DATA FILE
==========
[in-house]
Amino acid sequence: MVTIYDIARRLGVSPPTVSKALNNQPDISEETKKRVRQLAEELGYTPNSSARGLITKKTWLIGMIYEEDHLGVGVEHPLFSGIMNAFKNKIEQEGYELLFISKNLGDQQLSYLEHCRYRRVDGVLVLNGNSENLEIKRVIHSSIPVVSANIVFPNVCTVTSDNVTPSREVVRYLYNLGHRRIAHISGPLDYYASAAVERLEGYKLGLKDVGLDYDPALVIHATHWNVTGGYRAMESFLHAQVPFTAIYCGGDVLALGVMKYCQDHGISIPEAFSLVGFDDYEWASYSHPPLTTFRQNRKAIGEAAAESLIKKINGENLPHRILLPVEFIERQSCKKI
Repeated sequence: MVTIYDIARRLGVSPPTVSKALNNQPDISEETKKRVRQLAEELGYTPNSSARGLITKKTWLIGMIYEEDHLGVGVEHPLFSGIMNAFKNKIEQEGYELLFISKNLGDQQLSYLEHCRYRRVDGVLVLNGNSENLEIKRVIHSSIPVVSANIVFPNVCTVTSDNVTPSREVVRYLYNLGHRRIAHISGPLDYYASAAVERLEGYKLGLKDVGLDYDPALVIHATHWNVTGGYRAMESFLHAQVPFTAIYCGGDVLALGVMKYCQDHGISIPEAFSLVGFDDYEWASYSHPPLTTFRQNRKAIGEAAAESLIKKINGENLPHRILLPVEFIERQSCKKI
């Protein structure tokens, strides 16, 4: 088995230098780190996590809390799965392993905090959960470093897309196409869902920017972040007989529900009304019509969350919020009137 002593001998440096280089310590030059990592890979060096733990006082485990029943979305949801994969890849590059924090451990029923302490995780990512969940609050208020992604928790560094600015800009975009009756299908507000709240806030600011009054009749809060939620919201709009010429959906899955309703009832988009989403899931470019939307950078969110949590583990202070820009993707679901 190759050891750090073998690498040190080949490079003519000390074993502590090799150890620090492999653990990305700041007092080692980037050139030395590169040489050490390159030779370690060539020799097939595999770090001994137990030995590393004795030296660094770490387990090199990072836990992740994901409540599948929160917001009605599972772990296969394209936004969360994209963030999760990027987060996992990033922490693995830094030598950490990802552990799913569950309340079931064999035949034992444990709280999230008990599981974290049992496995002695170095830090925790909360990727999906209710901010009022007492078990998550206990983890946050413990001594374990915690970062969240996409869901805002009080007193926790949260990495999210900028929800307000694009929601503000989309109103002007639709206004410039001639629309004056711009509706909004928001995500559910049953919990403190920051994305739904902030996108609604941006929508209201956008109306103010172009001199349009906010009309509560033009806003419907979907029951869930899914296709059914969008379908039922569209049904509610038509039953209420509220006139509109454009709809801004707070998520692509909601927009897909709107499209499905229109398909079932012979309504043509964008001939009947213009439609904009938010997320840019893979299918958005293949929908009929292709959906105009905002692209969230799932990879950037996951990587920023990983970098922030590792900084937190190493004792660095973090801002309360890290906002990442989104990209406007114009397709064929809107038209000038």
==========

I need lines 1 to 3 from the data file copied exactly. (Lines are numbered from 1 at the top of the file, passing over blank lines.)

[in-house]
Amino acid sequence: MVTIYDIARRLGVSPPTVSKALNNQPDISEETKKRVRQLAEELGYTPNSSARGLITKKTWLIGMIYEEDHLGVGVEHPLFSGIMNAFKNKIEQEGYELLFISKNLGDQQLSYLEHCRYRRVDGVLVLNGNSENLEIKRVIHSSIPVVSANIVFPNVCTVTSDNVTPSREVVRYLYNLGHRRIAHISGPLDYYASAAVERLEGYKLGLKDVGLDYDPALVIHATHWNVTGGYRAMESFLHAQVPFTAIYCGGDVLALGVMKYCQDHGISIPEAFSLVGFDDYEWASYSHPPLTTFRQNRKAIGEAAAESLIKKINGENLPHRILLPVEFIERQSCKKI
Repeated sequence: MVTIYDIARRLGVSPPTVSKALNNQPDISEETKKRVRQLAEELGYTPNSSARGLITKKTWLIGMIYEEDHLGVGVEHPLFSGIMNAFKNKIEQEGYELLFISKNLGDQQLSYLEHCRYRRVDGVLVLNGNSENLEIKRVIHSSIPVVSANIVFPNVCTVTSDNVTPSREVVRYLYNLGHRRIAHISGPLDYYASAAVERLEGYKLGLKDVGLDYDPALVIHATHWNVTGGYRAMESFLHAQVPFTAIYCGGDVLALGVMKYCQDHGISIPEAFSLVGFDDYEWASYSHPPLTTFRQNRKAIGEAAAESLIKKINGENLPHRILLPVEFIERQSCKKI